According to the Infusion Nurses Society, there are two purposes for flushing a vascular access device 1) to maintain catheter patency and 2) to prevent contact between incompatible fluids and medication. All vascular access devices should yield a positive blood return when aspirated and are considered non-functioning when blood cannot be obtained. Flushing of a catheter is defined as a manual injection of a saline solution to clear the catheter. Locking of a catheter is defined as the injection of a limited volume of a liquid following the catheter flush, for the period when the catheter is not used, to prevent intraluminal clot formation and/or catheter colonization.
Vascular access devices are flushed after each infusion to clear the infused medication from the catheter lumen, therefore by reducing the risk of contact between incompatible medications. Each vascular access device lumen is locked after completion of the final flush to decrease the risk of intraluminal occlusion, depending on the solution used, to reduce catheter related bloodstream infections. According to the Infection Control Resource study, 87% of bloodstream infections are catheter-related, and it is the most life threatening of all healthcare acquired infections and accounts for significant medical costs.
The INSOP Recommend the Use of Single-Dose Systems (eg. single-dose vials or prefilled label syringes) for all vascular access devices flushing and locking:
- A syringe or needle/cannula should be considered contaminated once it has been used to enter or connect to a patient’s IV solution container or administration set.
- Use commercially available prefilled syringe preparation and aid optimal flushing technique and objectives.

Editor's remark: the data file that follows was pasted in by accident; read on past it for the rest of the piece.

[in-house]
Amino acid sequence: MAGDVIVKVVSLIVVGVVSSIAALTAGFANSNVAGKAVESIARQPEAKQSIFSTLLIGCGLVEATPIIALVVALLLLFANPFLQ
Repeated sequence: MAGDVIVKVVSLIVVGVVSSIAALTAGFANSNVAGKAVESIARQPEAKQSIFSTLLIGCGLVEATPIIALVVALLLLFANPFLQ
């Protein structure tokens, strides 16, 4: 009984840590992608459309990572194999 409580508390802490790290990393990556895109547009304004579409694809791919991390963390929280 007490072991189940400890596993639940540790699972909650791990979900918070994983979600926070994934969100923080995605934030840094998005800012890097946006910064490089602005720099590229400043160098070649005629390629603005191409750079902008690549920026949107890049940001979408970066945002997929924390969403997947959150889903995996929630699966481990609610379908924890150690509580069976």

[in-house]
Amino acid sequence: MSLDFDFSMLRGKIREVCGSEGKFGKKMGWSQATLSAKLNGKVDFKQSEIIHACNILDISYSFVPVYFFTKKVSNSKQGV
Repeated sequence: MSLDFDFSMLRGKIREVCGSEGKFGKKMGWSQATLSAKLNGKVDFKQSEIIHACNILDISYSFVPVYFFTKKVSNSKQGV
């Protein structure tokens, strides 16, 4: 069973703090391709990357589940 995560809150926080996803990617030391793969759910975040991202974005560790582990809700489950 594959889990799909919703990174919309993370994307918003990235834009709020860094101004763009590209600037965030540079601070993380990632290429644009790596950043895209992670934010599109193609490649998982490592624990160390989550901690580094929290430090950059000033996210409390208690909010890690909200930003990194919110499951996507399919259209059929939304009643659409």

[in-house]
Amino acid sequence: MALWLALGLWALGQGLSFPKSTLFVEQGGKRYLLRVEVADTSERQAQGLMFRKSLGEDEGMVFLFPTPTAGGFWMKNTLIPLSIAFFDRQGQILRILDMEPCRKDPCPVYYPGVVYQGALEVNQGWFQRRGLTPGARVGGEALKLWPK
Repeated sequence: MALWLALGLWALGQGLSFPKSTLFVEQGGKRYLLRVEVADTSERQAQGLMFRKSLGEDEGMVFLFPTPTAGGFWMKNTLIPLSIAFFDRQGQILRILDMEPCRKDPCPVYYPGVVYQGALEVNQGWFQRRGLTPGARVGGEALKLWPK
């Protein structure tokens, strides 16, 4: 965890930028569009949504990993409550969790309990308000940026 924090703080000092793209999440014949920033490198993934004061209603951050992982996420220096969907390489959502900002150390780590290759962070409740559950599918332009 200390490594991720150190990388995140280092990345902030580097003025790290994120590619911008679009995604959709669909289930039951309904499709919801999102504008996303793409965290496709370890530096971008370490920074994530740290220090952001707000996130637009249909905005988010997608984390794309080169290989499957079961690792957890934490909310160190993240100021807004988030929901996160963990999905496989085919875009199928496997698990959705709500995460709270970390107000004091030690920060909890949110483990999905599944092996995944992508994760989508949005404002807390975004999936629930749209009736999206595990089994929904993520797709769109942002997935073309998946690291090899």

- If multi-dose vials must be used, dedicate a vial to a single patient. Do not store multi-dose vials in patient treatment areas and store according to manufacturer direction for use; discard if sterility is compromised or questionable.
- Do not use IV solution containers (eg, bags or bottles) as a source for obtaining flush solutions.
- Inform patients that prefilled flush syringes are associated with disturbances in taste and odor, which has been found to be more prominent with flushing CVADs than with PIVCs. The cause is thought to be substances leaching from the plastic syringe due to sterilization methods. These sensations may be significant enough to impact appetite and may increase nausea, especially if administered rapidly.
Standardized protocols for flushing and locking solutions are established within each organization.
Health Line International Corp. is not responsible for any errors, omissions, injury, loss, or damage arising from or relating to the use (or misuse) of any information, statements, or conclusions contained in or implied by the contents of this document or any of the source materials. This content is not intended to replace professional medical advice.
Gorski LA, Hadaway L, Hagle ME, et al. Infusion therapy standards of practice. J Infus Nurs. 2021;44(suppl 1):S1S2-S224. Doi:10.1097/NAN.0000000000000396
Goossens, G. (2015, May 14). Flushing and locking of Venous Catheters: Available evidence and Evidence Deficit. Retrieved February 26, 2021, from https://www.hindawi.com/journals/nrp/2015/985686/
Hadaway, Lynn. (2006). Flushing vascular access catheters: Risks for infection. Infection Control Resource.